For the first time since its inaugural New Year’s Eve in 1999, the annual Havre de Grace Duck Drop will be held along the waterfront.
“Because of the school construction that we’re all so proud of, the Duck Drop is being moved this year,” David Glenn, the Havre de Grace City Council president, said at Monday night’s council meeting. The Duck Drop and accompanying fireworks to welcome the first day of 2019 will be held at Concord Point Park, home of the Concord Point Lighthouse.
“We’re excited about the new location,” Mayor William T. Martin said. “The city has been working closely with the Susquehanna Hose Company, especially Ed Grainger. It’s going to be a very good location.”
“So don’t be showing up at the middle school,” Glenn quipped.
Annually since Richard Tome, a Havre de Grace community activist and a former city councilman, thought the city needed to do something special when the year 2000 arrived, a large wooden duck representing the local waterfowl heritage has been lowered much like the giant ball in New York City’s Times Square.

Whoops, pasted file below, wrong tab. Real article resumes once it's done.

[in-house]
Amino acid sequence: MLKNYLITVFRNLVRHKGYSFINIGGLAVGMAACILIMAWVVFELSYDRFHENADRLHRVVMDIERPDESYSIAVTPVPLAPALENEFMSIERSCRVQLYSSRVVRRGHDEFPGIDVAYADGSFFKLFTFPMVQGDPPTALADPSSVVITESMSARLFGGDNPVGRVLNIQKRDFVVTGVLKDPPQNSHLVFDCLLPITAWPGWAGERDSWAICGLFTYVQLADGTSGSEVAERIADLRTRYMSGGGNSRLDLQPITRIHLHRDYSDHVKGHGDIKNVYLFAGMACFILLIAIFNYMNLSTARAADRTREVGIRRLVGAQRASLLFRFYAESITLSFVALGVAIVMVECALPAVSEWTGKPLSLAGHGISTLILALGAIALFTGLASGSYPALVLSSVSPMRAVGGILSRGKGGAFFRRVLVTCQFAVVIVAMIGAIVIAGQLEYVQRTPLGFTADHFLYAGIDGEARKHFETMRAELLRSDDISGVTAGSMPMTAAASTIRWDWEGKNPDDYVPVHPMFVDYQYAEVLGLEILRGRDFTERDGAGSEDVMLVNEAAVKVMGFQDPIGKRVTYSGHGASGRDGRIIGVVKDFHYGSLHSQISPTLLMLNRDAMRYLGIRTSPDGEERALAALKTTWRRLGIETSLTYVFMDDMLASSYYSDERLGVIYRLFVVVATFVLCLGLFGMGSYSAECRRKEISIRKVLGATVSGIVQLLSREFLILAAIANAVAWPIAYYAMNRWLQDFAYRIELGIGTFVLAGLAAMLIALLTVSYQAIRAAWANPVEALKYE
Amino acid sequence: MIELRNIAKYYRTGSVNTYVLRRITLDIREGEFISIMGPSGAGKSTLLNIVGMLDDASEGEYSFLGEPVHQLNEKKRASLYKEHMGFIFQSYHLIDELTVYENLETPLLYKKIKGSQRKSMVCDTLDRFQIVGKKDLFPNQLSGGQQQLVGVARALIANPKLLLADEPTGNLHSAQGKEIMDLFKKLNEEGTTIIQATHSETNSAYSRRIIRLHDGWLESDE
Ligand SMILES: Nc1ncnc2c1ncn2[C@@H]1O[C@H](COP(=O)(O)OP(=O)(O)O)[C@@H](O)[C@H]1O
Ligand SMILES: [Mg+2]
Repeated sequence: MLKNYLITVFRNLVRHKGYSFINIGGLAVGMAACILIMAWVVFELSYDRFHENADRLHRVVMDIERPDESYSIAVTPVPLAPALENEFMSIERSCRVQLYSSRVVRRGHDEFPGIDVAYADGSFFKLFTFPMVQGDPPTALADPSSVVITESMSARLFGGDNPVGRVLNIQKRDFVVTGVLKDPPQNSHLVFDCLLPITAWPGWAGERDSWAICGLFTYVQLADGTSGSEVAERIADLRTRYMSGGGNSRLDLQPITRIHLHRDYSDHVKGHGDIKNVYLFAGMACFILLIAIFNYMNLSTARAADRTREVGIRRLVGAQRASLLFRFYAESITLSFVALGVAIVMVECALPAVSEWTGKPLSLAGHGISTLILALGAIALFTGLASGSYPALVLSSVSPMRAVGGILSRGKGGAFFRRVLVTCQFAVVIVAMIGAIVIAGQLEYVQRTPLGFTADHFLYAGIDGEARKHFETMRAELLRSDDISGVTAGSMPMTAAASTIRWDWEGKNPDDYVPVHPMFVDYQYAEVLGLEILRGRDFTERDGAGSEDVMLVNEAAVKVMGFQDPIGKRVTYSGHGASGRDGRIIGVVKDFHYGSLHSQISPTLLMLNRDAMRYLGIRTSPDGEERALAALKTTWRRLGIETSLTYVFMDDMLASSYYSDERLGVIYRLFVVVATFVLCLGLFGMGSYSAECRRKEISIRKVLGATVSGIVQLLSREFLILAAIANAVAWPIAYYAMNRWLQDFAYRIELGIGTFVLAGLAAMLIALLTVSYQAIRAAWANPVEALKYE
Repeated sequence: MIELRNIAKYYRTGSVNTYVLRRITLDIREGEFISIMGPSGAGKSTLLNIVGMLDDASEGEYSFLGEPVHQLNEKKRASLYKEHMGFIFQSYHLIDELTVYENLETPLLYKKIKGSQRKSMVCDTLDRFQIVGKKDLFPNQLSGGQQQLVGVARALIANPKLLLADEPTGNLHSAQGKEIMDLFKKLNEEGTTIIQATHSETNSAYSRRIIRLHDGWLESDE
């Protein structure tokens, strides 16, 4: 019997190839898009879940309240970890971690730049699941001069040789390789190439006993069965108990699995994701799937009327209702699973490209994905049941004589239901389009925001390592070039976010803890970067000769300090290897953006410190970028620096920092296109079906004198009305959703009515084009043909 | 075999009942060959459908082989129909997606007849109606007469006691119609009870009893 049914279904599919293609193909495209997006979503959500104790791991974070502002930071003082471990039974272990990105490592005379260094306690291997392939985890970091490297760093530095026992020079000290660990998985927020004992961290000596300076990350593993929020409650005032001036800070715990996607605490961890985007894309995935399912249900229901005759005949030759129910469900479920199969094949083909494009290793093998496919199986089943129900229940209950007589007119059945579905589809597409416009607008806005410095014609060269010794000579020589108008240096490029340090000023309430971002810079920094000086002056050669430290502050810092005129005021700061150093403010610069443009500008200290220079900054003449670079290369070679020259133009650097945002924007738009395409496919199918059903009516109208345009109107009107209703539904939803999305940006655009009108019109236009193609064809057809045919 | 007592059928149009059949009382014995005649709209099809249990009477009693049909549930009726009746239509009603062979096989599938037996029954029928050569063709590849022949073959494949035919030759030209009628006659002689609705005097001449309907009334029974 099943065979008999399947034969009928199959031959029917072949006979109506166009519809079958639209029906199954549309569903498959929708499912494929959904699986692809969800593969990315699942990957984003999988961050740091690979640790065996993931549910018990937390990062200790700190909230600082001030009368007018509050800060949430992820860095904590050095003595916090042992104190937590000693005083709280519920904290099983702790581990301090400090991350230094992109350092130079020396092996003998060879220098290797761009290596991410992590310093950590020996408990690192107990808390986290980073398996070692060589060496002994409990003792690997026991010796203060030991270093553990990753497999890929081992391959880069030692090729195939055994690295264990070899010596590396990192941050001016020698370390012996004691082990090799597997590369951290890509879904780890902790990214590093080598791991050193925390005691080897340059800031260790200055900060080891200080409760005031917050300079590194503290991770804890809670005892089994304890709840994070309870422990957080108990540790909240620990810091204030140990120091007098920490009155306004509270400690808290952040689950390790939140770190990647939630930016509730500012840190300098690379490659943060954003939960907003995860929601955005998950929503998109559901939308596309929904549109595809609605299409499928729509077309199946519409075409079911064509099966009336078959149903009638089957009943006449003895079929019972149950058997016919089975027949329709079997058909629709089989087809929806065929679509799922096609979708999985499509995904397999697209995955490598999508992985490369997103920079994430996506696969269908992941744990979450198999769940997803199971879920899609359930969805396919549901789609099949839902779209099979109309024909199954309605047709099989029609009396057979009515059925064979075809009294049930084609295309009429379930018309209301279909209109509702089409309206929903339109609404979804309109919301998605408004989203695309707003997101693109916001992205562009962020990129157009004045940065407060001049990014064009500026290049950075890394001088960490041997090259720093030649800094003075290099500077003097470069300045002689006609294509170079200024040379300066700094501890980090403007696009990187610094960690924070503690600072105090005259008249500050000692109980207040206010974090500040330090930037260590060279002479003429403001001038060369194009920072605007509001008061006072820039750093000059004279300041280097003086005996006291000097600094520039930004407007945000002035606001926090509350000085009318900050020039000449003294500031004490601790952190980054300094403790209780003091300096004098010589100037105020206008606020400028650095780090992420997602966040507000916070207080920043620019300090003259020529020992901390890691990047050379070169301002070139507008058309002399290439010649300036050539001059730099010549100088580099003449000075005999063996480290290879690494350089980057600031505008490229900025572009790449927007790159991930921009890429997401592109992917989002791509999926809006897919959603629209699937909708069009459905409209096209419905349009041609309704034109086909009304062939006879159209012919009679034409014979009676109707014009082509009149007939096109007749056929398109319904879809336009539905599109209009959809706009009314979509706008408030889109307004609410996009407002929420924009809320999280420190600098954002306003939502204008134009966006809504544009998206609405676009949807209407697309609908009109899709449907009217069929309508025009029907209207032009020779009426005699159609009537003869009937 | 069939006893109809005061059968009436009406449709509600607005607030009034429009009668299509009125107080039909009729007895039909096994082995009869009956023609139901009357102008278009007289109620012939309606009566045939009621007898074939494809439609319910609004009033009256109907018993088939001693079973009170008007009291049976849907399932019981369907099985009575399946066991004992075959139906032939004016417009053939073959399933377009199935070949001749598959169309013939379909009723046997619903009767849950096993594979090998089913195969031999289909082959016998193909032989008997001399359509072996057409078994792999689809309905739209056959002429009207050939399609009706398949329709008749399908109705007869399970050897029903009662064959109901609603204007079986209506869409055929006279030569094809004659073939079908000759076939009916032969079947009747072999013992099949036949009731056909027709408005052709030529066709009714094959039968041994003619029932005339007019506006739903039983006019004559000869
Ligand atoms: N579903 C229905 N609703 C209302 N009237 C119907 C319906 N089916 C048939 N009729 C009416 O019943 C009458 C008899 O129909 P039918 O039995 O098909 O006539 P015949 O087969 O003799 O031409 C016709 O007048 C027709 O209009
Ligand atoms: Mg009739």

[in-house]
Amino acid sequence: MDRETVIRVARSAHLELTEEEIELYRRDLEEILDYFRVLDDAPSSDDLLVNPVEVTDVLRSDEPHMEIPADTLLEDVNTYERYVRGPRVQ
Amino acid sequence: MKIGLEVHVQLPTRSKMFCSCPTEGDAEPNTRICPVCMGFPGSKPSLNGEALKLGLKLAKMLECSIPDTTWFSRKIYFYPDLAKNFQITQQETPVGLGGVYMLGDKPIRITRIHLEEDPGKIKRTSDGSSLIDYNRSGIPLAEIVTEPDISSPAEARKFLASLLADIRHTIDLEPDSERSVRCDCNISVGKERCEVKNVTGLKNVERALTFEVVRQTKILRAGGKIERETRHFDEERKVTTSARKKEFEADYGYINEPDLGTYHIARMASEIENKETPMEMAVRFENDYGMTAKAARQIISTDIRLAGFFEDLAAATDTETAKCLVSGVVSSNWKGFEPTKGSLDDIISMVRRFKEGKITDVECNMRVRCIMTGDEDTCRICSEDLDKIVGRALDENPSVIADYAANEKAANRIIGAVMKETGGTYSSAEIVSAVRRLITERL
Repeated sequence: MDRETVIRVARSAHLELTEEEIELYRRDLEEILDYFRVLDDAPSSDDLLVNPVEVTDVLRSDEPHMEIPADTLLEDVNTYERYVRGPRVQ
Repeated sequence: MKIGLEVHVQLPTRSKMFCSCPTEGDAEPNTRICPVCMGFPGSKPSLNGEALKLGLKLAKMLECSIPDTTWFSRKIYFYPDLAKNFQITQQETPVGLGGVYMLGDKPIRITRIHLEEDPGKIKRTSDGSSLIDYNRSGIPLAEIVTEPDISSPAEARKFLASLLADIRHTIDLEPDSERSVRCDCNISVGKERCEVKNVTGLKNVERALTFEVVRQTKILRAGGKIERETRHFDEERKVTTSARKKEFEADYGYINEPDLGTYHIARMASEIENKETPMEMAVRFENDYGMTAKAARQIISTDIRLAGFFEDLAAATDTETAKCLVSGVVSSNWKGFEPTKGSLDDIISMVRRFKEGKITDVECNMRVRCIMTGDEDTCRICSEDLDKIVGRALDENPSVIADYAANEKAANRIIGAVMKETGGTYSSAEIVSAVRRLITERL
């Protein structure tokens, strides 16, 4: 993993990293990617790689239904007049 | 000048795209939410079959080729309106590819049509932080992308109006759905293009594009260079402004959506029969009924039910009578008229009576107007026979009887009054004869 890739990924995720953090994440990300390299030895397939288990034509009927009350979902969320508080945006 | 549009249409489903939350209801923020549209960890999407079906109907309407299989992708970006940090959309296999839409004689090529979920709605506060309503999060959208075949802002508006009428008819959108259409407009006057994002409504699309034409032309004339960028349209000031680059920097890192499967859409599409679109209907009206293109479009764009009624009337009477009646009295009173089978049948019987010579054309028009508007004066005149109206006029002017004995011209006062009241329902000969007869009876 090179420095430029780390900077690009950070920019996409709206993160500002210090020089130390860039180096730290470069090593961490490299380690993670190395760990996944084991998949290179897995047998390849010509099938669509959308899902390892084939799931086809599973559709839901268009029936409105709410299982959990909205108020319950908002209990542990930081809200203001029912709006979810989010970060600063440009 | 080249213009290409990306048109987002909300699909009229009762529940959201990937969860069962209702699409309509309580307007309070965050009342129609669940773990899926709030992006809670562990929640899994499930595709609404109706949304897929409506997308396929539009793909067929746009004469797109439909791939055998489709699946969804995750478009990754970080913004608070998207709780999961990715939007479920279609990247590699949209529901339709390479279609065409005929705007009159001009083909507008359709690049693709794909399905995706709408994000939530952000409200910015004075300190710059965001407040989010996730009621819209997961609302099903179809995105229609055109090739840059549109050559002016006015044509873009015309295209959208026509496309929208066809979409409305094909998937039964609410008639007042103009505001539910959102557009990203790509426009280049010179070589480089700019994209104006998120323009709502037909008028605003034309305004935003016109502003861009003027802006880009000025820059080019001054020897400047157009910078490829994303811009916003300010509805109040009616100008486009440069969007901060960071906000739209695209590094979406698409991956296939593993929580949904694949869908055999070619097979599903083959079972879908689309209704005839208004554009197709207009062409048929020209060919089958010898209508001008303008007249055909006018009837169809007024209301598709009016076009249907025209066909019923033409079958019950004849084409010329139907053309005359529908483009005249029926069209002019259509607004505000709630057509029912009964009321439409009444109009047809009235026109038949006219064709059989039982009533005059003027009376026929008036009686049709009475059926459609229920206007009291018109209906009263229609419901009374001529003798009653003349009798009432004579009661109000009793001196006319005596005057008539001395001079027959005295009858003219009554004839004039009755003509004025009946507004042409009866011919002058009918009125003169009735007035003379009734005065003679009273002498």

For many years since, it has been another community service project of the Susquehanna Hose Co., the city’s volunteer fire company, spearheaded by Grainger.
For this, its 20th year, the celebration was going to have to be moved. The area in front of Havre de Grace Middle School, where many of the spectators gathered, and the side of the building, where the duck was dropped and the fireworks were launched, have been turned into the construction road leading the site of the new Havre de Grace High School and Middle School project.
In other business at Monday night’s city council meeting:
A budget amendment transferring $275,000 to pay part of a shoreline restoration project along the Promenade was approved.
“The Concord Street cove remediation is really going to help with our water returning back to the Chesapeake Bay and the Susquehanna River,” City Councilman David Martin said.
“This is the Department of Natural Resources reimbursement going into our budget,” the mayor said.
During his report at Monday’s meeting, the mayor praised the second annual Havre de Grace Oyster Feast held Saturday.
“We had over 400 people in attendance,” he said. “We had 17 nonprofits represented; $6,700 was pumped into 17 nonprofits.”
The annual oyster feast is done as a fundraiser for nonprofit organizations in the city. Tickets are $50 per person and $15 per ticket goes as a donation to the group that sold the ticket. The remaining $35 covers the cost of the event.